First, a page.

Earlier this year we looked at the growing trend of geo-dodging, a process whereby a user in one country can use a server in another country to access content with geographical release restrictions.
The act uses virtual private network (VPN) providers to bypass the online footprint that would otherwise flag their general location and raise the access limitations requested by rights holders.
Up to now, geo-dodging has been a secondary concern in the fight against piracy. Now, though, we see cases in New Zealand of television companies threatening to sue VPN services, bringing the trend to the front of technology and intellectual property headlines. Four of New Zealand’s most prominent media companies, SKY, TVNZ, Lightbox and MediaWorks, have joined together to deliver warning letters to VPNs and the internet service providers (ISPs) who enable their user activity.
While geo-dodging has frustrated companies like Netflix, which is known around the world but not available in all major markets, the greater focus has been on fighting direct piracy activity, such as unlicensed file-sharing, torrents and pre-release leaks.
Users getting around geographical content restrictions fell further down the list for two reasons: 1) the technology to accomplish geo-dodging was either not widely available to, or understood by, a majority of users, and 2) often it involves a paying subscriber in one country, so at least there is a sense that content is paid for, even if it isn’t authorized.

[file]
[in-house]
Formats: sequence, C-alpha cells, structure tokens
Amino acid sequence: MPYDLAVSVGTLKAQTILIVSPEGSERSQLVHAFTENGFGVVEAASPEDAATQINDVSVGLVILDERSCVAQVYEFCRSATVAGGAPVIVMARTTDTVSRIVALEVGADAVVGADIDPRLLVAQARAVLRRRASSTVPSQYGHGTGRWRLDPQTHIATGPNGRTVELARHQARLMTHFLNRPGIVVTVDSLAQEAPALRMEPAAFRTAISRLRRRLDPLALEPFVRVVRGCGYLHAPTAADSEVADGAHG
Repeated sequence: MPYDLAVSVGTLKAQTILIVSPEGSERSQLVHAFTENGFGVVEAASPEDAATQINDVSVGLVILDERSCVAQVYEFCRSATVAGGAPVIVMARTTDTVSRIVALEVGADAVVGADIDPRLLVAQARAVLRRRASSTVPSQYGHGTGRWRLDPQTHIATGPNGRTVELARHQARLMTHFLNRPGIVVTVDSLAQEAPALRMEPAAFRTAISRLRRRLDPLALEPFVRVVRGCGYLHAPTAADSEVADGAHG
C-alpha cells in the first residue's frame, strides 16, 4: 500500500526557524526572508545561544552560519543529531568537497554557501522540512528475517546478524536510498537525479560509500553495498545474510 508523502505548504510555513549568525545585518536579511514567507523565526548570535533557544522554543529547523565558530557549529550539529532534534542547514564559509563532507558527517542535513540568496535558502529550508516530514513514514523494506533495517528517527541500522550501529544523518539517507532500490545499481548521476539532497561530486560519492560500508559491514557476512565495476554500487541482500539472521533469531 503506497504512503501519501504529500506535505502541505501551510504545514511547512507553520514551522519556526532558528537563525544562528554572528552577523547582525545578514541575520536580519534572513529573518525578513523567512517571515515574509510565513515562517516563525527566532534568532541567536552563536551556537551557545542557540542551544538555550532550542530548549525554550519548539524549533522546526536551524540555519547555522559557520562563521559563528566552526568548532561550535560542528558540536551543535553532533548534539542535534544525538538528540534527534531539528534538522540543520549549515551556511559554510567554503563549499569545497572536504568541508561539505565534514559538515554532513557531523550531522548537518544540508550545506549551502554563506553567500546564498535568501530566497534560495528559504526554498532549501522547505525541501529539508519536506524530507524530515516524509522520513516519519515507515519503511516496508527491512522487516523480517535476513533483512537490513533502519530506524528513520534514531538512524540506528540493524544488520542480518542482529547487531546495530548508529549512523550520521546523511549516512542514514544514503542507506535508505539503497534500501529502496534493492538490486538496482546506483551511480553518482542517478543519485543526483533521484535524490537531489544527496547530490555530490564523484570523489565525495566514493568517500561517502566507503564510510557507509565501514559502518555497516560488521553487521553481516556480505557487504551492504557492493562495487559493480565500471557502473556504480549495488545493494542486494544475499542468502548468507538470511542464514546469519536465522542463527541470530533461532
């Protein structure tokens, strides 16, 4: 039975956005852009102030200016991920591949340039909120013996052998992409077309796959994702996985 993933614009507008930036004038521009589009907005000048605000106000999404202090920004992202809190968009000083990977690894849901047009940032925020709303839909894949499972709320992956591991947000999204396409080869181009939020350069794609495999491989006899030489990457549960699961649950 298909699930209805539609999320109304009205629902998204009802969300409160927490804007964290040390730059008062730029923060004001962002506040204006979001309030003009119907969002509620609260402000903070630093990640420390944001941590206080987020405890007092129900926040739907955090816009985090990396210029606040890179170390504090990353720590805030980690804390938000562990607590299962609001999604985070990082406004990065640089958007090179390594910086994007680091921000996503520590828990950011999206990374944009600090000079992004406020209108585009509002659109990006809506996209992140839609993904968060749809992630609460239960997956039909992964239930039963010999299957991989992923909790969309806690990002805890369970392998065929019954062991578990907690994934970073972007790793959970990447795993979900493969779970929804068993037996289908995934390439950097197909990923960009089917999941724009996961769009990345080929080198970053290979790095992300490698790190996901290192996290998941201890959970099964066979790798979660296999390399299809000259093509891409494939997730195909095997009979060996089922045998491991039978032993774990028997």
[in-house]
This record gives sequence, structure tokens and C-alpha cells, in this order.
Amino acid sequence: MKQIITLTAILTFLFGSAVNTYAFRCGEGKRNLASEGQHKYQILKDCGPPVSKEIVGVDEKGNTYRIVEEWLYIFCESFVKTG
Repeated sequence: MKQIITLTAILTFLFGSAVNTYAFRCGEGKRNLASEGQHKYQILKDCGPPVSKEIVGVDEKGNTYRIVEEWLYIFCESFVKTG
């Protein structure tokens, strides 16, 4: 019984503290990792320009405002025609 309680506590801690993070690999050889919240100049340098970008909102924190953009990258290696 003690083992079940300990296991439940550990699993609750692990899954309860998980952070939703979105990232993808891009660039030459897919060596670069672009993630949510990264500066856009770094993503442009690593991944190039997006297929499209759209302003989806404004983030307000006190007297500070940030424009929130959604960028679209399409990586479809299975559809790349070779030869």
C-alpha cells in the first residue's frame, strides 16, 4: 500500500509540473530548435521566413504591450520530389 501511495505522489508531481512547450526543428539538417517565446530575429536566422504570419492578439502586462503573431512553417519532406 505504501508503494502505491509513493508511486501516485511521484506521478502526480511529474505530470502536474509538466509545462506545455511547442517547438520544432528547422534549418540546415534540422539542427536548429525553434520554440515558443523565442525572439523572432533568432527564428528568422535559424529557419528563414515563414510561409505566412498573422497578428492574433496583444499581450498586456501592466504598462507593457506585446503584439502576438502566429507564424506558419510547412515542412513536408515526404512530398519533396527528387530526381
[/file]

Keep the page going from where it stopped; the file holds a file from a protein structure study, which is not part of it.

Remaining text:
In other cases, such as US residents accessing the BBC’s UK-based iPlayer service, the issue is further blurred by the fact that the state broadcaster does not directly charge for its platform, though British tax payers do fund the organization as a whole. At its most basic, though, viewers are accessing content that wasn’t intended for their market, wrenching control from rights holders, and therein lies the problem.
As VPN apps become more common, so geo-dodging on legitimate content platform becomes more of an issue for anyone hoping to license their content to others.
As this practice grows into the public consciousness, it comes back to the very simple concept that content creators and rights holders have the right to choose where and when that content appears. The fundamentals of the licensing system – the market place through which creators can set a value for their content and allow others to use it based on demand, or simply artistic vision – require that restrictions are respected by broadcasters, intermediaries, and viewers alike.
Though broadcasters and legitimate intermediaries tend to respect those restrictions and, indeed, pay a premium when they want to remove them, piracy facilitators and viewers . VPNs will have to decide which side of the fence they’re on, and how long they can play the privacy card before the weight of intellectual property law gives them a more serious problem to deal with.